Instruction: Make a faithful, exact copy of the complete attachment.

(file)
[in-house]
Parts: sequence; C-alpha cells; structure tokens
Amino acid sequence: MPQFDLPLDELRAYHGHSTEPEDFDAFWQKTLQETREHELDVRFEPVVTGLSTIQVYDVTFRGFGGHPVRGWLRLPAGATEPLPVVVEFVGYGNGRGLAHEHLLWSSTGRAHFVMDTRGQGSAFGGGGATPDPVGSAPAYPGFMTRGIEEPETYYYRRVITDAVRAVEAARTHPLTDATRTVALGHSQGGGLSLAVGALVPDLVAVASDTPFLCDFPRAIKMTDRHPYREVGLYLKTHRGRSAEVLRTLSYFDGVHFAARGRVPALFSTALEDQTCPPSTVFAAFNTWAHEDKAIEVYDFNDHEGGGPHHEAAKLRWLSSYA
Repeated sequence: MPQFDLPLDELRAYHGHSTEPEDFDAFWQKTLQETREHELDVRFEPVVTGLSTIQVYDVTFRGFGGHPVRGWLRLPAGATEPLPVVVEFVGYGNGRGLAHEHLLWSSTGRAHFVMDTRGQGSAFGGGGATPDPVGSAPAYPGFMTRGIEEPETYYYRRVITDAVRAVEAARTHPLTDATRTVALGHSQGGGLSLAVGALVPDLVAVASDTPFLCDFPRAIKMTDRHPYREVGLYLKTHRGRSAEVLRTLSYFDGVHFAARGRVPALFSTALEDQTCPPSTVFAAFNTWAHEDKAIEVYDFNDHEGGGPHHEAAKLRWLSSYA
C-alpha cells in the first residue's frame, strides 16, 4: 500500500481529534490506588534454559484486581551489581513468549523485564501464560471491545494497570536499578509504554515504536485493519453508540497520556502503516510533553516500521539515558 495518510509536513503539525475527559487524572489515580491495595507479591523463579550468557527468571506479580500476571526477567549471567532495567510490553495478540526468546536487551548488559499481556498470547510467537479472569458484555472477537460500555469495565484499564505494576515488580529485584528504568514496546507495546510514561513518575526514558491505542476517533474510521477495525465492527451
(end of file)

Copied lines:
[in-house]
Parts: sequence; C-alpha cells; structure tokens
Amino acid sequence: MPQFDLPLDELRAYHGHSTEPEDFDAFWQKTLQETREHELDVRFEPVVTGLSTIQVYDVTFRGFGGHPVRGWLRLPAGATEPLPVVVEFVGYGNGRGLAHEHLLWSSTGRAHFVMDTRGQGSAFGGGGATPDPVGSAPAYPGFMTRGIEEPETYYYRRVITDAVRAVEAARTHPLTDATRTVALGHSQGGGLSLAVGALVPDLVAVASDTPFLCDFPRAIKMTDRHPYREVGLYLKTHRGRSAEVLRTLSYFDGVHFAARGRVPALFSTALEDQTCPPSTVFAAFNTWAHEDKAIEVYDFNDHEGGGPHHEAAKLRWLSSYA
Repeated sequence: MPQFDLPLDELRAYHGHSTEPEDFDAFWQKTLQETREHELDVRFEPVVTGLSTIQVYDVTFRGFGGHPVRGWLRLPAGATEPLPVVVEFVGYGNGRGLAHEHLLWSSTGRAHFVMDTRGQGSAFGGGGATPDPVGSAPAYPGFMTRGIEEPETYYYRRVITDAVRAVEAARTHPLTDATRTVALGHSQGGGLSLAVGALVPDLVAVASDTPFLCDFPRAIKMTDRHPYREVGLYLKTHRGRSAEVLRTLSYFDGVHFAARGRVPALFSTALEDQTCPPSTVFAAFNTWAHEDKAIEVYDFNDHEGGGPHHEAAKLRWLSSYA
C-alpha cells in the first residue's frame, strides 16, 4: 500500500481529534490506588534454559484486581551489581513468549523485564501464560471491545494497570536499578509504554515504536485493519453508540497520556502503516510533553516500521539515558 495518510509536513503539525475527559487524572489515580491495595507479591523463579550468557527468571506479580500476571526477567549471567532495567510490553495478540526468546536487551548488559499481556498470547510467537479472569458484555472477537460500555469495565484499564505494576515488580529485584528504568514496546507495546510514561513518575526514558491505542476517533474510521477495525465492527451